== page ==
Authors:A.O. Lavinsky, P.C. Magalhães, M.M. Diniz, C.C. Gomes-Jr, E.M. Castro, and R. Ávila
The present study combined evaluations of agronomic parameters such as roots morphometry (using the WinRhizo program) and leaf gas exchange, in order to detect features in the root system which allow the maintenance of photosynthetic rates and productivity in four maize genotypes contrasting for tolerance to water deficit (WD), two tolerant (DKB 390 and BRS1055) and two sensitive (BRS 1010 and 2B710). The genotypes showed similar tolerance to dehydration of leaf tissue, but the tolerant genotypes DKB 390 and BRS1055 presented higher photosynthetic rate and yield compared to the sensitive BRS 1010 and 2B710. Nevertheless, divergent strategies of adaptation to drought among tolerant genotypes were observed. The genotype DKB 390 presented physiological mechanisms in shoots responsible for minimizing water loss, which decreases the dependence of root adjustments to increase the absorption of water. In turn, the BRS 1055 genotype showed a drought avoidance strategy by producing fine roots associated with a higher leaf area.
Authors:M. Amin, R. Ahmad, A. Ali, M. Aslam, and D.J. Lee
Field crops are subjected to numerous inconsiderate climatic hazards that negatively affect physiological processes, growth and yield. Drought is one of the major abiotic factors that limits the agricultural productivity especially in the arid and semi-arid areas of the globe. Silicon (Si) is a naturally occurring beneficial nutrient which modulates plant growth and development events and has been known to improve the crop tolerance to abiotic stresses. With the objective to investigate the role of silicon nutrition on maize hybrids under limited moisture supply, a two year field study was conducted during 2010–11 at Post Graduate Research Station (PARS), University of Agriculture Faisalabad, Pakistan. We evaluated growth of two maize hybrids P-33H25 and FH-810 under well watered (100% field capacity) and water deficit situation (60% field capacity) as affected by Si application. Silicon was added in soil @ 100 mg/kg using Calcium Silicate as source. Water deficit condition significantly reduced agro-morphological and physiological attributes of maize plants. Silicon application significantly increased the plant height, leaf area index, yield and related attributes along with improvement in photosynthetic rate, leaf water status and osmotic adjustment under limited moisture supply. It was concluded that silicon application to droughtstressed maize enhanced its growth and yield owing to improved photosynthetic rate, higher osmotic adjustment, increased water status and lowered transpiration.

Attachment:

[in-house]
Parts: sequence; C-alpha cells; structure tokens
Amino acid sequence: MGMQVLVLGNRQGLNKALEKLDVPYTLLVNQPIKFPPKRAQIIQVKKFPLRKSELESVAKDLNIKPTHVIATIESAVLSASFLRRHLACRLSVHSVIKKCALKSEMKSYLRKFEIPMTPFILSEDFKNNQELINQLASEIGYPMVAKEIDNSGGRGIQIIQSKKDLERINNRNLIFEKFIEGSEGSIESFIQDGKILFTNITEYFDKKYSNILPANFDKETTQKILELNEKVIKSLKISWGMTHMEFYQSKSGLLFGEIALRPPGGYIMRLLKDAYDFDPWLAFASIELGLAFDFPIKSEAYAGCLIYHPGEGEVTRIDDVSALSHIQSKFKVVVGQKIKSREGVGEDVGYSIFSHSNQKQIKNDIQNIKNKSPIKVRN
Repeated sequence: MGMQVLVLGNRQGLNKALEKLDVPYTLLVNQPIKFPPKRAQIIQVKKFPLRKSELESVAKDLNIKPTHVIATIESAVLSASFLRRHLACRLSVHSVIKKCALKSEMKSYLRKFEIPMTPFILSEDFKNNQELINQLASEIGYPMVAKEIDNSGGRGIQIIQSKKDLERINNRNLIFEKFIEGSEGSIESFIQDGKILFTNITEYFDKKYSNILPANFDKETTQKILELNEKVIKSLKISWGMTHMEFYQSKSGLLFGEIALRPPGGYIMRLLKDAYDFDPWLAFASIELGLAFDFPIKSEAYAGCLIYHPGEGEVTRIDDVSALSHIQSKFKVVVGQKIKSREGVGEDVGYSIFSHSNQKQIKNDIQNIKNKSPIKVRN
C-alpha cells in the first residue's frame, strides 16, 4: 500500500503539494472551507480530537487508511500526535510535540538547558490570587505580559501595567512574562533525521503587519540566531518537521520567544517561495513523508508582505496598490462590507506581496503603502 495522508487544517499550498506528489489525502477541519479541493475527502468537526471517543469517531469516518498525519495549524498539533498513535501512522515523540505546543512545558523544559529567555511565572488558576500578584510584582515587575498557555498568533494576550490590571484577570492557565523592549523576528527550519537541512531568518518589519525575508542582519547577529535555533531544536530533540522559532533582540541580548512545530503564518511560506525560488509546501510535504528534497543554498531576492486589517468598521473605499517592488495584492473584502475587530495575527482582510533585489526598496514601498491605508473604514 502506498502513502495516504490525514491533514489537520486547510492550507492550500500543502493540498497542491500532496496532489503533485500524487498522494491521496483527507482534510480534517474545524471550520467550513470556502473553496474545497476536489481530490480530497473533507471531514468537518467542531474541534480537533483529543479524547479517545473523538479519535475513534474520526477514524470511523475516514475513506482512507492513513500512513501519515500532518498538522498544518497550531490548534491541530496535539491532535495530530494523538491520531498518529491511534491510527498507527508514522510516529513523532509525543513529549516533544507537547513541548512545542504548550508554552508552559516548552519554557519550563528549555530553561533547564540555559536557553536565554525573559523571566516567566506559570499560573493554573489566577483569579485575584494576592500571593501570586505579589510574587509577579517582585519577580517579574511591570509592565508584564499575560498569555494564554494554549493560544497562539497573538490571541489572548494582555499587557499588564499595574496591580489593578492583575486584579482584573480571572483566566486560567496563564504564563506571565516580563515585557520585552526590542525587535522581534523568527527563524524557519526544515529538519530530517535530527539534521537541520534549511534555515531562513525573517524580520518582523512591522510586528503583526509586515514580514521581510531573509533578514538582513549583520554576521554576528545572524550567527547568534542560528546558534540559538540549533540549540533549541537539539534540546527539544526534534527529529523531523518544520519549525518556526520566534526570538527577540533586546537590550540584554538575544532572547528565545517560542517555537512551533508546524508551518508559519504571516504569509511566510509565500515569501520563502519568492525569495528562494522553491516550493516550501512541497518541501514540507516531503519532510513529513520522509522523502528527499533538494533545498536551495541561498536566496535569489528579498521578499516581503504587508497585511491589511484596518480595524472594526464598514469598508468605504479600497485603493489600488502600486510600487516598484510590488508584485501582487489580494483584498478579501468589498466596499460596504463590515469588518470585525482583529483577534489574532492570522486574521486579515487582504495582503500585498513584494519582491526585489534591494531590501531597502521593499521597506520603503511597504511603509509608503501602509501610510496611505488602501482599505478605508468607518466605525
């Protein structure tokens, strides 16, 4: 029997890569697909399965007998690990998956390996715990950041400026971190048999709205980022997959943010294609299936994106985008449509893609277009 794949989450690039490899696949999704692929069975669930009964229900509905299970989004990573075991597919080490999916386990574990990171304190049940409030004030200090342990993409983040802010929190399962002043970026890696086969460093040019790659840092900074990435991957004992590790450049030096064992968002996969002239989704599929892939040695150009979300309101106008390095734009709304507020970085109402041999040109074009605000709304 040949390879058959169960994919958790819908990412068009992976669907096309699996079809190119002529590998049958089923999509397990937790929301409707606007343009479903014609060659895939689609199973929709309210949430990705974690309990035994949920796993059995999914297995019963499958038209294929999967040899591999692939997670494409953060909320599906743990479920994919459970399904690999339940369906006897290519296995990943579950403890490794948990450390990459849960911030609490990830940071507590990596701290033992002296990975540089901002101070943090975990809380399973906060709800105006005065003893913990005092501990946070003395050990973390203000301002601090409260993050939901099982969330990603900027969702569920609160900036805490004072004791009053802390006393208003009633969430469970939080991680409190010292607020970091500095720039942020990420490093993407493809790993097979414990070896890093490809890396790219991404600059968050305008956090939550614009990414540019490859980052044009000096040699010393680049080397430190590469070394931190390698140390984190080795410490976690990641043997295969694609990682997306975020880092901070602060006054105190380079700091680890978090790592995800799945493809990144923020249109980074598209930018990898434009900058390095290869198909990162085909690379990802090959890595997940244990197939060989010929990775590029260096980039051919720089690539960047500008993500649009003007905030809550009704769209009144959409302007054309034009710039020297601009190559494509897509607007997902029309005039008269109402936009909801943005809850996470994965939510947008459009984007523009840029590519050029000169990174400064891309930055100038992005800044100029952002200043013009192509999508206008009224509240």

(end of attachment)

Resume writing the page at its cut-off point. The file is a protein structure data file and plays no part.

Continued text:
Authors:A. Smaoui, Jihène Jouini, M. Rabhi, G. Bouzaien, A. Albouchi, and C. Abdelly
Cotula coronopifolia is a wild annual Asteraceae that grows in periodically-flooded prone environments and seems highly tolerant to periodic flooding. Seedlings of about 15 cm were collected directly from the edge of Soliman sabkha (N-E Tunisia, semi-arid stage) and grown under greenhouse conditions. Two treatments were considered: drainage and flooding. After 56 days of treatment, flooded plants showed a pronounced growth increase. This performance was essentially associated with significant increment in biomass production of both shoots and roots (about 220% of the control). The appropriate response to flooding was also characterized by the ability of the species to maintain its water status under such conditions. Neither water content nor water potential showed a significant variation as compared to those of non-flooded plants. However, transpiration rate decreased slightly but significantly in flooded plants (from 0.86 to 0.64 mmol H2O m−2 s−1). Na+ and K+ concentrations were practically maintained under waterlogging conditions, except a significant increase of Na+ content in roots of flooded plants (157% of the control). These responses were concomitant with maintenance of photosynthetic rate. However, the contents of chlorophylls a and b increased to 167% and 295%, respectively. It seems that the enhancement in these photosynthetic pigments together with a significant improvement in water use efficiency (from 4.66 to 6.07 mmol CO2 mol−1 H2O) allowed to the species to compensate the decrease in photosynthetic rate. At the anatomical level, this species responded to flooding by a significant development of its root aerenchyma (+63%) and an increase in the lignification of its stem xylem tissues (+37%). Based on the presented data, the plant fitness under flooding conditions was a result of dynamic readjustment of several morphological, physiological, and anatomical adaptive traits. Flood requirement together with salt tolerance are responsible for the predominance of C. coronopifolia in a large area in its natural biotope where most plants cannot tolerate interactive effects of flooding and salinity.